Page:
Did the Drugs Make Him Do It? The Zoloft Defense

A court case raises questions about side effects of a popular antidepressant.

ByABC News
June 3, 2009, 8:04 PM

June 4, 2009— -- It all began with the Prozac defense. Then came the Ambien defense. And now the Zoloft defense.

The side effects of certain psychoactive drugs have for years emerged in court cases as the supposed hidden culprits in various crimes, from vehicular homicide to physical assault.

Now, the most recent example of this legal move is being played out in the First District Court in Hempstead in Long Island, N.Y.

According to court documents, 38-year-old Brandon Hampson of Lynbrook, N.Y., is charged with assault against his then-girlfriend, Lisa Essling, 28, of Amlverne, N.Y. on Aug. 25, 2006. Police claim that Hampson tackled Essling to the ground before punching and kicking her in her head, face and back. Hampson is charged with third-degree assault, a misdemeanor crime. The charge is accompanied by four other counts that suggest violent behavior from Hampson.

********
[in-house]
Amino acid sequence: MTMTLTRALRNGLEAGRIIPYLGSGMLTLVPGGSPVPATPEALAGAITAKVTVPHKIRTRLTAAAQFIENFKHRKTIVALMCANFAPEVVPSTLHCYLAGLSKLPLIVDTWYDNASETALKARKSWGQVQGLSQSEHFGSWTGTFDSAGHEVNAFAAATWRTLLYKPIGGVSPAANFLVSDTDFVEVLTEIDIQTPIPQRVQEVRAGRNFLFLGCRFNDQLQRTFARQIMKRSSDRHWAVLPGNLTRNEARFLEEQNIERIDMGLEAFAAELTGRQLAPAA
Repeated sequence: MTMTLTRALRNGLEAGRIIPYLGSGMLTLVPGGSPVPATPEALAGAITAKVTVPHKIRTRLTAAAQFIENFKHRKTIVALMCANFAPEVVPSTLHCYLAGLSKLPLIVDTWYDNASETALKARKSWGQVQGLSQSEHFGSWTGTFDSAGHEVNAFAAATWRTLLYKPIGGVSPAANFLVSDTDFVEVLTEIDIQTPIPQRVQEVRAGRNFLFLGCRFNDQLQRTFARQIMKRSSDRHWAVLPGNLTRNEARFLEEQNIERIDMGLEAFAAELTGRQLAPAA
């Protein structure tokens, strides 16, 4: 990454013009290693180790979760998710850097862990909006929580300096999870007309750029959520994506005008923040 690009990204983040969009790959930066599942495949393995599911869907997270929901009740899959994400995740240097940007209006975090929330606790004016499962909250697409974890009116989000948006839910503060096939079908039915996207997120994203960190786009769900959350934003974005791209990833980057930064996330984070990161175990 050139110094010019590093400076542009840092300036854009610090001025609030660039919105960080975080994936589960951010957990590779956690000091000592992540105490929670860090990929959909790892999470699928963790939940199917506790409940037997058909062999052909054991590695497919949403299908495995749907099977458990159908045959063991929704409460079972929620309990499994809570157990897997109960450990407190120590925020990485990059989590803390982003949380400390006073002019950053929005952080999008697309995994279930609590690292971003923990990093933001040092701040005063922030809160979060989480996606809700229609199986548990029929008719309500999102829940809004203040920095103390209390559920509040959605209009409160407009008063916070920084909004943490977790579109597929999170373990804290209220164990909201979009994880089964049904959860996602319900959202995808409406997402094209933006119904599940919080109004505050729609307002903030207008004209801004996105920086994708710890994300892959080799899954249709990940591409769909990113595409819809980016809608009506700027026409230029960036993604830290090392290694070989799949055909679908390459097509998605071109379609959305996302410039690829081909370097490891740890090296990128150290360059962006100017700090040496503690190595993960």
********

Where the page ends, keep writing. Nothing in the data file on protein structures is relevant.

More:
Eric Bernstein, who is defending Hampson in the case, said that he believes the fact that his client had been taking the anti-depression drug Zoloft, but had been off the medication prior to the incident, strongly suggests that withdrawal from the antidepressant could explain his behavior.

"Our defense is that ... withdrawal from the drug was a contributing factor -- if not directly responsible -- for the event," Bernstein said. "Clearly this is not a joke or gimmick-type defense. This is very serious, very legitimate and is going to get a lot of traction. You're going to be seeing more of this, because it's real."

There are signs that the defense could face an uphill battle. Hampson was convicted of assault against a former girlfriend in 1995; Bernstein would not comment on whether he was taking Zoloft at or near the time of that episode.

Eric Phillips, the prosecuting attorney in the case, said no evidence exists to suggest that Hampson had been taking Zoloft at or near the time of the 1995 assault -- which, if true, could affect how a jury perceives the likelihood that side effects from the drug could be involved in the more recent incident.